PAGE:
Saint Thomas Aquinas O.P. , was an Italian Dominican friar, Catholic priest, and Doctor of the Church. He was an immensely influential philosopher, theologian, and jurist in the tradition of scholasticism, within which he is also known as the Doctor Angelicus and the Doctor Communis. The name Aquinas identifies his ancestral origins in the county of Aquino in present-day Lazio.
|Saint Thomas Aquinas|
|Doctor of the Church|
Roccasecca, Kingdom of Sicily
|Died||7 March 1274 |
Fossanova, Papal States
|Venerated in||Catholic Church |
|Canonized||18 July 1323, Avignon, Papal States by Pope John XXII|
|Major shrine||Church of the Jacobins, Toulouse, France|
|Feast||28 January (7 March, until 1969)|
|Attributes||The Summa theologiae, a model church, the sun on the chest of a Dominican friar|
|Patronage||Academics; against storms; against lightning; apologists; Aquino, Italy; Belcastro, Italy; book sellers; Catholic academies, schools, and universities; chastity; Falena, Italy; learning; pencil makers; philosophers; publishers; scholars; students; University of Sto. Tomas; Sto. Tomas, Batangas; theologians.|
|Alma mater||Abbey of Monte Cassino |
University of Naples
University of Paris
|Metaphysics, logic, theology, mind, epistemology, ethics, politics|
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Saint Thomas Aquinas O.P. (//; Italian: Tommaso d'Aquino, 'Thomas of Aquino'; 1225 – 7 March 1274), was an Italian Dominican friar, Catholic priest, and Doctor of the Church. He was an immensely influential philosopher, theologian, and jurist in the tradition of scholasticism, within which he is also known as the Doctor Angelicus and the Doctor Communis. The name Aquinas identifies his ancestral origins in the county of Aquino in present-day Lazio.
He was the foremost classical proponent of natural theology and the father of Thomism. His influence on Western thought is considerable, and much of modern philosophy developed or opposed his ideas, particularly in the areas of ethics, natural law, metaphysics, and political theory. Unlike many currents in the Church of the time, Thomas embraced several ideas put forward by Aristotle—whom he called "the Philosopher"—and attempted to synthesize Aristotelian philosophy with the principles of Christianity. The works for which he is best known are the Summa Theologiae and the Summa contra Gentiles. His commentaries on Scripture and on Aristotle form an important part of his body of work. Furthermore, Thomas is distinguished for his eucharistic hymns, which form a part of the Church's liturgy.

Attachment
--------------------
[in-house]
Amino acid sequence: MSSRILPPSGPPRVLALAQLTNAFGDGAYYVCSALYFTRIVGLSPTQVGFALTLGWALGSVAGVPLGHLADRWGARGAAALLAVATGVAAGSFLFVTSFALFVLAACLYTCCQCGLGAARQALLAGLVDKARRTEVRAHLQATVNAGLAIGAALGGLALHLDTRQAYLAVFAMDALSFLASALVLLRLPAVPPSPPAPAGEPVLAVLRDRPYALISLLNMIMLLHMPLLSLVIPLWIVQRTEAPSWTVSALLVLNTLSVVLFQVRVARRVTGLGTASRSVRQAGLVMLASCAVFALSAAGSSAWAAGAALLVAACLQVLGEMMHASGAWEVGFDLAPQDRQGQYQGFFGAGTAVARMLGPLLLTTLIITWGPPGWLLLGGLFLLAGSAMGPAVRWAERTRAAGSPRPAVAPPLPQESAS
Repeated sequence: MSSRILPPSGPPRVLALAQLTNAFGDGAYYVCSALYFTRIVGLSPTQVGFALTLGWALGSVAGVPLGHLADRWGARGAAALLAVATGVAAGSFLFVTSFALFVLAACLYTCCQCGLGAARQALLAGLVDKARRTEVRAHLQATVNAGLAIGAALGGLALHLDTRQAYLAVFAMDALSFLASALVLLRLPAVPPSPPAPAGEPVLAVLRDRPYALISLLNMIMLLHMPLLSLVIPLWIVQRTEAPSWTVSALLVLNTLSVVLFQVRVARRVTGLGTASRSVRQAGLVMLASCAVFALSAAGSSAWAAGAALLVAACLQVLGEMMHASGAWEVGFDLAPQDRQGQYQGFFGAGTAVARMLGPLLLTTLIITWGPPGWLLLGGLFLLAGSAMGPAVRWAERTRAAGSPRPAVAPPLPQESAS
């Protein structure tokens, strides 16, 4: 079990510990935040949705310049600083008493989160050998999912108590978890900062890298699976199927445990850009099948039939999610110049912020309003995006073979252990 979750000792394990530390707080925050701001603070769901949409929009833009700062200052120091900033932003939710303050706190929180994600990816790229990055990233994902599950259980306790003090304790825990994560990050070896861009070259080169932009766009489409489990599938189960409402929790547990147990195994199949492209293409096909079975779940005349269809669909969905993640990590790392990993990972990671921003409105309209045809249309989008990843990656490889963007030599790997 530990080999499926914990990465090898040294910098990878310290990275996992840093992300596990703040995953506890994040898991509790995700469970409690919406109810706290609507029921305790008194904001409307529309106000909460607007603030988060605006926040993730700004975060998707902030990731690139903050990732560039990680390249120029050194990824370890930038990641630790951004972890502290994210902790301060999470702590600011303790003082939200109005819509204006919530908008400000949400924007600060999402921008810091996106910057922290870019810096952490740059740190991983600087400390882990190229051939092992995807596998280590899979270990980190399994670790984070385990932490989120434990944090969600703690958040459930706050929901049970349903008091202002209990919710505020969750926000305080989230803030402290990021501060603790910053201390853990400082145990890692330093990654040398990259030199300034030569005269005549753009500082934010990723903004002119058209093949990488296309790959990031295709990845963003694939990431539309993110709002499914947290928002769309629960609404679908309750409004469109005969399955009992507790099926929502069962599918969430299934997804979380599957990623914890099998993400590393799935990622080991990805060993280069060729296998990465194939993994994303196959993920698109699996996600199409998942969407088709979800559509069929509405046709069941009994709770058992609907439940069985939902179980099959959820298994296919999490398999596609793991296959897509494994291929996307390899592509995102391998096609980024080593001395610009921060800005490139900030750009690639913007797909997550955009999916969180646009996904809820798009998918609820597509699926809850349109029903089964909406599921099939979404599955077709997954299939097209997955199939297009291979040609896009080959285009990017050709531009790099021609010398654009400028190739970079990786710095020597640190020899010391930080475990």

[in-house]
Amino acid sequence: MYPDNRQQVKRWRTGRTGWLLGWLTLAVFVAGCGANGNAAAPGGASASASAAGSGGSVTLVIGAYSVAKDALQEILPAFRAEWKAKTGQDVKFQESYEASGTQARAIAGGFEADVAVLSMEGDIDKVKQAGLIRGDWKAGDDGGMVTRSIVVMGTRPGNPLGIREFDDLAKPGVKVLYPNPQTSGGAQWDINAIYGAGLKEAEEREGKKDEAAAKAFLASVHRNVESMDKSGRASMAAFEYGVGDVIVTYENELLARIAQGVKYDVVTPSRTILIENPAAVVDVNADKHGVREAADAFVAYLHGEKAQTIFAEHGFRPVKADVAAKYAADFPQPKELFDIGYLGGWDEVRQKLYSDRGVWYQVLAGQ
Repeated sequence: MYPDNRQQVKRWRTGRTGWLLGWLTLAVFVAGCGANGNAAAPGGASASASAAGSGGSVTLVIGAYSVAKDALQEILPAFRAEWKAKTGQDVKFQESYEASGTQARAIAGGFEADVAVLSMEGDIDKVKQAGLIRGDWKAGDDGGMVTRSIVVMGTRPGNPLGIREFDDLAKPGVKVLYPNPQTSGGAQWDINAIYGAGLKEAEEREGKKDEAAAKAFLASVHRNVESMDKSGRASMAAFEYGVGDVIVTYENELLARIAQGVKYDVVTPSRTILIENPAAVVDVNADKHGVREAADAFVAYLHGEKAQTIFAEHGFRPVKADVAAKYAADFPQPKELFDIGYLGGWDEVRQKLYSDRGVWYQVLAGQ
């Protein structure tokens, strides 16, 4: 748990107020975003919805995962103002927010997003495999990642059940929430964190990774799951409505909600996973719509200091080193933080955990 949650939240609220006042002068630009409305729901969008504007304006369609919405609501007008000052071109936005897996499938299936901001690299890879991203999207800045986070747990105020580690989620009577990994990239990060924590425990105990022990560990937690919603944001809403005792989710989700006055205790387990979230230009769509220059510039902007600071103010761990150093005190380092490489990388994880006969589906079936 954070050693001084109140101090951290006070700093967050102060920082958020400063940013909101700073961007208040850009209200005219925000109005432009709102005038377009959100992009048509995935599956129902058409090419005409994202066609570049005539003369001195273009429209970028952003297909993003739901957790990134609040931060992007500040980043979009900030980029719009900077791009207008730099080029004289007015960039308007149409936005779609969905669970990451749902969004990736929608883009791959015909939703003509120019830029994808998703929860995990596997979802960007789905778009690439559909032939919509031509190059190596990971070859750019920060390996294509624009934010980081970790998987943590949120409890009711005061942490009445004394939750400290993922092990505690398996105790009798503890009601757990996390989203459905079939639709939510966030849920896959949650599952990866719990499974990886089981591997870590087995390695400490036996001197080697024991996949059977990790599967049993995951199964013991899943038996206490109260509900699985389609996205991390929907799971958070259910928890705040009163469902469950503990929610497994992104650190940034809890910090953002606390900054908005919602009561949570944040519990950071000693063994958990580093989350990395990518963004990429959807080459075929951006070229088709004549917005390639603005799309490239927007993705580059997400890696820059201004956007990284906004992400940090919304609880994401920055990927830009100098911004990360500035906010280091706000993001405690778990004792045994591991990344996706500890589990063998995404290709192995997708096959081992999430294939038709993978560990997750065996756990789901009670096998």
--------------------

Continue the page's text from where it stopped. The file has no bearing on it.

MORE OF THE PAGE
The Catholic Church honors Thomas Aquinas as a saint and regards him as the model teacher for those studying for the priesthood, and indeed the highest expression of both natural reason and speculative theology. In modern times, under papal directives, the study of his works was long used as a core of the required program of study for those seeking ordination as priests or deacons, as well as for those in religious formation and for other students of the sacred disciplines (philosophy, Catholic theology, church history, liturgy, and canon law).
Thomas Aquinas is considered one of the Catholic Church's greatest theologians and philosophers. Pope Benedict XV declared: "This (Dominican) Order ... acquired new luster when the Church declared the teaching of Thomas to be her own and that Doctor, honored with the special praises of the Pontiffs, the master and patron of Catholic schools."